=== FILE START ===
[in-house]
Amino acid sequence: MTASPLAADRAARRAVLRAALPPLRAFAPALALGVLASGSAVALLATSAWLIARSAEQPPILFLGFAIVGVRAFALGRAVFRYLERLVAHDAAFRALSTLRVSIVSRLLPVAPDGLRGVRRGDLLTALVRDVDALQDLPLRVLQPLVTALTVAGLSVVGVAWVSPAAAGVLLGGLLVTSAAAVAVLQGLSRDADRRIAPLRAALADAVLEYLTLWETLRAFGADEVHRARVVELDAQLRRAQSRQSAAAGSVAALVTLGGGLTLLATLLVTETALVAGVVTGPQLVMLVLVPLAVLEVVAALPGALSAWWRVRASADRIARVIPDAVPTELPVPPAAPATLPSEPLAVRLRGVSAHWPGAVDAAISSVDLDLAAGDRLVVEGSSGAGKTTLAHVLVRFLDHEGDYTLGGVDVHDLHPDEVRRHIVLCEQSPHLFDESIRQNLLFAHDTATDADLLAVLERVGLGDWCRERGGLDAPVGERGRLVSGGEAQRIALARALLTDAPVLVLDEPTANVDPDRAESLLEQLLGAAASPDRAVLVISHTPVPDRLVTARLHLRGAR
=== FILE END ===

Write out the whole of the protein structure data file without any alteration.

[in-house]
Amino acid sequence: MTASPLAADRAARRAVLRAALPPLRAFAPALALGVLASGSAVALLATSAWLIARSAEQPPILFLGFAIVGVRAFALGRAVFRYLERLVAHDAAFRALSTLRVSIVSRLLPVAPDGLRGVRRGDLLTALVRDVDALQDLPLRVLQPLVTALTVAGLSVVGVAWVSPAAAGVLLGGLLVTSAAAVAVLQGLSRDADRRIAPLRAALADAVLEYLTLWETLRAFGADEVHRARVVELDAQLRRAQSRQSAAAGSVAALVTLGGGLTLLATLLVTETALVAGVVTGPQLVMLVLVPLAVLEVVAALPGALSAWWRVRASADRIARVIPDAVPTELPVPPAAPATLPSEPLAVRLRGVSAHWPGAVDAAISSVDLDLAAGDRLVVEGSSGAGKTTLAHVLVRFLDHEGDYTLGGVDVHDLHPDEVRRHIVLCEQSPHLFDESIRQNLLFAHDTATDADLLAVLERVGLGDWCRERGGLDAPVGERGRLVSGGEAQRIALARALLTDAPVLVLDEPTANVDPDRAESLLEQLLGAAASPDRAVLVISHTPVPDRLVTARLHLRGAR